Tens of millions of Americans are being crushed by the overhang of mortgage debt. And Congress and the White House have yet to figure out that the economy will not recover until housing recovers — and that won’t happen without a robust effort to curb foreclosures by modifying troubled mortgage loans.
Instead of pushing the banks to do what is needed, the Obama administration has basically urged them to do their best to help, mainly by reducing interest rates for troubled borrowers. The banks haven’t done nearly enough. In many instances, they can make more from fees and charges on defaulted loans than on modifications.
The administration needs better ideas. It can start by working with Fannie Mae and Freddie Mac, the government-run mortgage companies, to aggressively reduce the principal balances on underwater loans and to make refinancing easier for underwater borrowers. If the president championed aggressive action, and Fannie and Freddie, which back most new mortgages, also made it clear to banks that they expect principal reductions, the banks would feel considerable pressure to go along.
The housing numbers are chilling. Sales of existing homes fell in July by 3.5 percent, while prices were down 4.4 percent in July from a year earlier. In all, prices have declined 33 percent since the peak of the market five years ago, for a total loss of home equity of $6.6 trillion.
There’s no letup in sight. Currently, 14.6 million homeowners owe more on their mortgages than their homes are worth, and nearly half of them are underwater by more than 30 percent. At present, 3.5 million homes are in some stage of foreclosure. Nearly six million borrowers have already lost their homes in the bust.
There are 10 states where basically no one is buying a house. That’s a pretty good indicator of a still sick market. What’s most appalling is that on top of these statistics comes the story about how much money the creators of both the housing bubble and the housing crash were bailed out by both the FED and the Federal Government. The FED’s main purpose is to stabilize the financial system and thet basically did what they had to do under the charter they were given, but the numbers are beyond astounding. None of these institutions were punished for their bad decisions or fined. The SEC and the FED seem toothless in the face of such perfidy.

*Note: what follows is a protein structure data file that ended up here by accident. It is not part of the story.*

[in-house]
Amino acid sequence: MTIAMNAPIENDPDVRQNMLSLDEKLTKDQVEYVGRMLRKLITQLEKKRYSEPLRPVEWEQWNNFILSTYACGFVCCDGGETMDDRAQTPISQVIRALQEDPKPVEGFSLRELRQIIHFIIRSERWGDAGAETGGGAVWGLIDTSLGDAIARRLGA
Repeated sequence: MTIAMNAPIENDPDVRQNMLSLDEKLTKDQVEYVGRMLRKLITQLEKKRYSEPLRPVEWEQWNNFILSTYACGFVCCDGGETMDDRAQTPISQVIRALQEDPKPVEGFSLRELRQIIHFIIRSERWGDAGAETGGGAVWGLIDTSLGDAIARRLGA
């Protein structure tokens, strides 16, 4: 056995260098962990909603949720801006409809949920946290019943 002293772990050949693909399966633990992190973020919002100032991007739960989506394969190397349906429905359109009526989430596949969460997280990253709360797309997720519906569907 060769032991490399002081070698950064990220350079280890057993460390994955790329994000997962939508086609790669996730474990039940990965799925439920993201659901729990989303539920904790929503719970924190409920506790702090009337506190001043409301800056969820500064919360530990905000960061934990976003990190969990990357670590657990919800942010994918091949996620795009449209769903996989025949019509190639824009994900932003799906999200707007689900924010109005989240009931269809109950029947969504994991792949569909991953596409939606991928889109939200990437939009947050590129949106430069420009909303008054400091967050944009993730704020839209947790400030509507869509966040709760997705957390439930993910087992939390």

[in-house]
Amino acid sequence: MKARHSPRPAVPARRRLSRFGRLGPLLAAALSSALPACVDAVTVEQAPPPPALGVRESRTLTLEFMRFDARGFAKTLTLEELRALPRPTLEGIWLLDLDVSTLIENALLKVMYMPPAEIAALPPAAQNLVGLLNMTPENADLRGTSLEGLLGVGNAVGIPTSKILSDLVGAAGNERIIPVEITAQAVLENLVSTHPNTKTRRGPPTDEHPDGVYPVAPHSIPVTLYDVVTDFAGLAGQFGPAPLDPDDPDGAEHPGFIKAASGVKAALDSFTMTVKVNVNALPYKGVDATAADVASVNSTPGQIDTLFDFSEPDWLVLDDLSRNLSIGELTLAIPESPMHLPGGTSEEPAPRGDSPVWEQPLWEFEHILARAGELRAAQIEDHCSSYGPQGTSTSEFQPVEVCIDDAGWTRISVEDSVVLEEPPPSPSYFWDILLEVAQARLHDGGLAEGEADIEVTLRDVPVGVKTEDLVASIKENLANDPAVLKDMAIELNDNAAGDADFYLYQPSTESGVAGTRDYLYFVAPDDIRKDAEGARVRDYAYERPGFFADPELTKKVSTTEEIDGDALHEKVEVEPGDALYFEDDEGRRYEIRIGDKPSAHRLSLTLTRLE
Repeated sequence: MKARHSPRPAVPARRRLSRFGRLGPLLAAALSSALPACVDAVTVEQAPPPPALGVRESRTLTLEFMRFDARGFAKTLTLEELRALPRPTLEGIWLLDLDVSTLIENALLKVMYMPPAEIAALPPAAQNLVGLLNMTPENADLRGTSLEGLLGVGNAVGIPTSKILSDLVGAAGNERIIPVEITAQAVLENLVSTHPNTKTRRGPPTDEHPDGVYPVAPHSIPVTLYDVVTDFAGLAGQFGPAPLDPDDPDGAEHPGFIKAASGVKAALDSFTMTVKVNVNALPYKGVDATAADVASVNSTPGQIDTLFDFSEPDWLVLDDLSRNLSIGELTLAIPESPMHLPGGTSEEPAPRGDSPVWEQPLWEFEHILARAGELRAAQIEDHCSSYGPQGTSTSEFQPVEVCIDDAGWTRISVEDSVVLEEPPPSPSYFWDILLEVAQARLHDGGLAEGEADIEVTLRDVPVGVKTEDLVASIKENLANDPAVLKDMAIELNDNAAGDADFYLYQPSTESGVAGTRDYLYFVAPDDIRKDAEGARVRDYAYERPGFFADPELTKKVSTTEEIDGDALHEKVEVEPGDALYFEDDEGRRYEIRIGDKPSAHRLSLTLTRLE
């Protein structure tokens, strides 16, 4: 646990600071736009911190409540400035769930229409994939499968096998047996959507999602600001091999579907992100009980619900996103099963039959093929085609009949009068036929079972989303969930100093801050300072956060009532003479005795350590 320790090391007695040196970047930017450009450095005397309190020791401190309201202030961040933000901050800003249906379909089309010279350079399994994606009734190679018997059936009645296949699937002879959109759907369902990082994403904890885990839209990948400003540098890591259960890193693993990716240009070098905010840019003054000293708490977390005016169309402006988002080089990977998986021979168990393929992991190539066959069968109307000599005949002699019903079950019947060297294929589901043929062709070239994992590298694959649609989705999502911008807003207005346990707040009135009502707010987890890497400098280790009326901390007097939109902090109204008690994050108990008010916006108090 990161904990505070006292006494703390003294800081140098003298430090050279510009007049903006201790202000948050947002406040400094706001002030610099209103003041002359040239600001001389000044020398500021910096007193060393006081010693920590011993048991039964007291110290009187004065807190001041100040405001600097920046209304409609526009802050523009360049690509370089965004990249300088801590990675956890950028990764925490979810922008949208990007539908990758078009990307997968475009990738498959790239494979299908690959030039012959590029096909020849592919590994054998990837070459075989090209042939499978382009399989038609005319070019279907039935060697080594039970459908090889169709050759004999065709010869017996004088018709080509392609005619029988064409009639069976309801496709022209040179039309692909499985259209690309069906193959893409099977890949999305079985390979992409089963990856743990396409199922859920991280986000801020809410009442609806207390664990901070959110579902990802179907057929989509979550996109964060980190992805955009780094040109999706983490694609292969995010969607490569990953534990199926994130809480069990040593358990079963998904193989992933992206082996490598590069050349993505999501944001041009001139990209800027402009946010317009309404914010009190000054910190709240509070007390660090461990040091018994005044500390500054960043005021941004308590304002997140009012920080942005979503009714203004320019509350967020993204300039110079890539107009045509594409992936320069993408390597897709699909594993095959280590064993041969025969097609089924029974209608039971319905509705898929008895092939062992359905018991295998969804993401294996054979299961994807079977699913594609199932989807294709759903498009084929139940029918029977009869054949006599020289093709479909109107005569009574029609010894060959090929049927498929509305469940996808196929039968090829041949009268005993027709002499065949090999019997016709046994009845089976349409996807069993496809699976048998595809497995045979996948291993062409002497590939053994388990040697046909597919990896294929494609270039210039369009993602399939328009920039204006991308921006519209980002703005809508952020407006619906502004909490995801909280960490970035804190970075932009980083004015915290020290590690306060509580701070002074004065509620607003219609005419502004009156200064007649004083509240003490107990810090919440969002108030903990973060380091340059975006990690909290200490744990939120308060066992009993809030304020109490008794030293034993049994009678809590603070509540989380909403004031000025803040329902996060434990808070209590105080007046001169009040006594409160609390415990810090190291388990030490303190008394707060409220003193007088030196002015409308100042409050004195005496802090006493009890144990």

Citigroup Inc. (C) and Bank of America Corp. (BAC) were the reigning champions of finance in 2006 as home prices peaked, leading the 10 biggest U.S. banks and brokerage firms to their best year ever with $104 billion of profits.
By 2008, the housing market’s collapse forced those companies to take more than six times as much, $669 billion, in emergency loans from the U.S. Federal Reserve. The loans dwarfed the $160 billion in public bailouts the top 10 got from the U.S. Treasury, yet until now the full amounts have remained secret.
Fed Chairman Ben S. Bernanke’s unprecedented effort to keep the economy from plunging into depression included lending banks and other companies as much as $1.2 trillion of public money, about the same amount U.S. homeowners currently owe on 6.5 million delinquent and foreclosed mortgages. The largest borrower, Morgan Stanley (MS), got as much as $107.3 billion, while Citigroup took $99.5 billion and Bank of America $91.4 billion, according to a Bloomberg News compilation of data obtained through Freedom of Information Act requests, months of litigation and an act of Congress.
“These are all whopping numbers,” said Robert Litan, a former Justice Department official who in the 1990s served on a commission probing the causes of the savings and loan crisis. “You’re talking about the aristocracy of American finance going down the tubes without the federal money.”
The FED is mandated with stabilizing the financial system. It’s sole connection to borrowers is to ensure truth in lending laws are applied which still leaves borrowers stuck reading the fine print. The Federal Government, however, has a completely different mandate. There’s a lot of fuzziness surrounding the idea of promoting the general welfare. I’m pretty sure that letting business put a market on steroids then helping them recover while letting home owners swing in the wind isn’t promoting any one’s general welfare. However, the government has chosen to stabilize mortgage investors while still leaving the actual market for houses in a declining state. Then, they wonder why the economy is so bad. Folks with declining incomes and wealth do not go on spending sprees. They retreat.
There is so much unfinished business left over from the 2007-2008 financial crisis it’s hard to know where to start the complaints. It’s one of the major reasons for budget shortfalls all over the country. But, you wouldn’t know that if you listen to political rhetoric. Again, undoing the damage that caused the problems from the start would be a lot more judicious than creating additional ones. We don’t need deficit commissions. We need to deal with the root causes of the current deficit. That would be too many wars, too many tax cuts, and way too many people who don’t have jobs and homes because Wall Street broke the economy.